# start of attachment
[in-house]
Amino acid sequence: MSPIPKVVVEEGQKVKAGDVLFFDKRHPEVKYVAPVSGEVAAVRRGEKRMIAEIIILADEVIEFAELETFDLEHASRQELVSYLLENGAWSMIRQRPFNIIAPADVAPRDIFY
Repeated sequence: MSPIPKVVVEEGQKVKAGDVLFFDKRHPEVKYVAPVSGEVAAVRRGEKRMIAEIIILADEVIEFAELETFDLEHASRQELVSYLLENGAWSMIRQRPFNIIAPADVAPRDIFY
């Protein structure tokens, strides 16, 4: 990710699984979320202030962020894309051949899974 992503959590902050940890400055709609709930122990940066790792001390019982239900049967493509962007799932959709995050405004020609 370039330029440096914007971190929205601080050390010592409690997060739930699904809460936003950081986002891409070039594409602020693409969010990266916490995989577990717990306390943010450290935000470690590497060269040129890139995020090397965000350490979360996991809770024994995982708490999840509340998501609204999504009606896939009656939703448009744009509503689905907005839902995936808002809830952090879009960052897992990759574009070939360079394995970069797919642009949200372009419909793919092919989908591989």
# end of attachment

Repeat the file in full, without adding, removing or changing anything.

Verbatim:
[in-house]
Amino acid sequence: MSPIPKVVVEEGQKVKAGDVLFFDKRHPEVKYVAPVSGEVAAVRRGEKRMIAEIIILADEVIEFAELETFDLEHASRQELVSYLLENGAWSMIRQRPFNIIAPADVAPRDIFY
Repeated sequence: MSPIPKVVVEEGQKVKAGDVLFFDKRHPEVKYVAPVSGEVAAVRRGEKRMIAEIIILADEVIEFAELETFDLEHASRQELVSYLLENGAWSMIRQRPFNIIAPADVAPRDIFY
């Protein structure tokens, strides 16, 4: 990710699984979320202030962020894309051949899974 992503959590902050940890400055709609709930122990940066790792001390019982239900049967493509962007799932959709995050405004020609 370039330029440096914007971190929205601080050390010592409690997060739930699904809460936003950081986002891409070039594409602020693409969010990266916490995989577990717990306390943010450290935000470690590497060269040129890139995020090397965000350490979360996991809770024994995982708490999840509340998501609204999504009606896939009656939703448009744009509503689905907005839902995936808002809830952090879009960052897992990759574009070939360079394995970069797919642009949200372009419909793919092919989908591989």